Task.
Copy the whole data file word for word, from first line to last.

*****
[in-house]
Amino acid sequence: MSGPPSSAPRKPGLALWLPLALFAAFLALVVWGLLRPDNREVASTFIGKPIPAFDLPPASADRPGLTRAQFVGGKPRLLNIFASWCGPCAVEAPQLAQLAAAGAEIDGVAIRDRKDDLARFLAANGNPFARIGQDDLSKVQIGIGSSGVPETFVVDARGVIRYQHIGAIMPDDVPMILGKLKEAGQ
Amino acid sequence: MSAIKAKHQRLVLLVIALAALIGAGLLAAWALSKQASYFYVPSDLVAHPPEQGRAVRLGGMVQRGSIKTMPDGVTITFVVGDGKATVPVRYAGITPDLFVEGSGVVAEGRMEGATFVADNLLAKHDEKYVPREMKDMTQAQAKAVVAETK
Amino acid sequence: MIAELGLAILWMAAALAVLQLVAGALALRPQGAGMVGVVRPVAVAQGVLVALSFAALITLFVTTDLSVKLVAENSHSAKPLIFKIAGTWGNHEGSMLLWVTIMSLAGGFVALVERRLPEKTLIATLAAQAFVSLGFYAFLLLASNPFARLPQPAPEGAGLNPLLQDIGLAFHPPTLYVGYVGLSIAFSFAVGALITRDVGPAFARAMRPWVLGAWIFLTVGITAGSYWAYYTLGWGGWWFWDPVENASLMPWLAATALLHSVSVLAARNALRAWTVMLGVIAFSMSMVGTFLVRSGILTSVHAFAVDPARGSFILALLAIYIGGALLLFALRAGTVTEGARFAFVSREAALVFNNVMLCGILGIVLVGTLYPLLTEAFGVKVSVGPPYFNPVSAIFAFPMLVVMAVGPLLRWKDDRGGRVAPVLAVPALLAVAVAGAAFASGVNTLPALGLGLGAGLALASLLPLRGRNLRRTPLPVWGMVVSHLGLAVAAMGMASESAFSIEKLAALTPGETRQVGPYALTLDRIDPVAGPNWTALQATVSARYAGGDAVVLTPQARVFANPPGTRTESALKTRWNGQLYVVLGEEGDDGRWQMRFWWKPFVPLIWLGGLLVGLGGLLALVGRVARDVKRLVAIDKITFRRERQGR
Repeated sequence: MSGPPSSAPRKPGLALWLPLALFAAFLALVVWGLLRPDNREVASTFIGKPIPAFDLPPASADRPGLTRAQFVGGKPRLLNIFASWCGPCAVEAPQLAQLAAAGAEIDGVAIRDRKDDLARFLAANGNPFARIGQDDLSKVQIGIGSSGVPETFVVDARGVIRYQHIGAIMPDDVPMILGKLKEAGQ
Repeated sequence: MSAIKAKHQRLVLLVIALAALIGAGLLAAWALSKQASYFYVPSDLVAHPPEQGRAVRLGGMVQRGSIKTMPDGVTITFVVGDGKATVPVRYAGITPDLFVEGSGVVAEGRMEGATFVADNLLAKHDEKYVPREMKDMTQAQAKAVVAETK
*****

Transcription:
[in-house]
Amino acid sequence: MSGPPSSAPRKPGLALWLPLALFAAFLALVVWGLLRPDNREVASTFIGKPIPAFDLPPASADRPGLTRAQFVGGKPRLLNIFASWCGPCAVEAPQLAQLAAAGAEIDGVAIRDRKDDLARFLAANGNPFARIGQDDLSKVQIGIGSSGVPETFVVDARGVIRYQHIGAIMPDDVPMILGKLKEAGQ
Amino acid sequence: MSAIKAKHQRLVLLVIALAALIGAGLLAAWALSKQASYFYVPSDLVAHPPEQGRAVRLGGMVQRGSIKTMPDGVTITFVVGDGKATVPVRYAGITPDLFVEGSGVVAEGRMEGATFVADNLLAKHDEKYVPREMKDMTQAQAKAVVAETK
Amino acid sequence: MIAELGLAILWMAAALAVLQLVAGALALRPQGAGMVGVVRPVAVAQGVLVALSFAALITLFVTTDLSVKLVAENSHSAKPLIFKIAGTWGNHEGSMLLWVTIMSLAGGFVALVERRLPEKTLIATLAAQAFVSLGFYAFLLLASNPFARLPQPAPEGAGLNPLLQDIGLAFHPPTLYVGYVGLSIAFSFAVGALITRDVGPAFARAMRPWVLGAWIFLTVGITAGSYWAYYTLGWGGWWFWDPVENASLMPWLAATALLHSVSVLAARNALRAWTVMLGVIAFSMSMVGTFLVRSGILTSVHAFAVDPARGSFILALLAIYIGGALLLFALRAGTVTEGARFAFVSREAALVFNNVMLCGILGIVLVGTLYPLLTEAFGVKVSVGPPYFNPVSAIFAFPMLVVMAVGPLLRWKDDRGGRVAPVLAVPALLAVAVAGAAFASGVNTLPALGLGLGAGLALASLLPLRGRNLRRTPLPVWGMVVSHLGLAVAAMGMASESAFSIEKLAALTPGETRQVGPYALTLDRIDPVAGPNWTALQATVSARYAGGDAVVLTPQARVFANPPGTRTESALKTRWNGQLYVVLGEEGDDGRWQMRFWWKPFVPLIWLGGLLVGLGGLLALVGRVARDVKRLVAIDKITFRRERQGR
Repeated sequence: MSGPPSSAPRKPGLALWLPLALFAAFLALVVWGLLRPDNREVASTFIGKPIPAFDLPPASADRPGLTRAQFVGGKPRLLNIFASWCGPCAVEAPQLAQLAAAGAEIDGVAIRDRKDDLARFLAANGNPFARIGQDDLSKVQIGIGSSGVPETFVVDARGVIRYQHIGAIMPDDVPMILGKLKEAGQ
Repeated sequence: MSAIKAKHQRLVLLVIALAALIGAGLLAAWALSKQASYFYVPSDLVAHPPEQGRAVRLGGMVQRGSIKTMPDGVTITFVVGDGKATVPVRYAGITPDLFVEGSGVVAEGRMEGATFVADNLLAKHDEKYVPREMKDMTQAQAKAVVAETK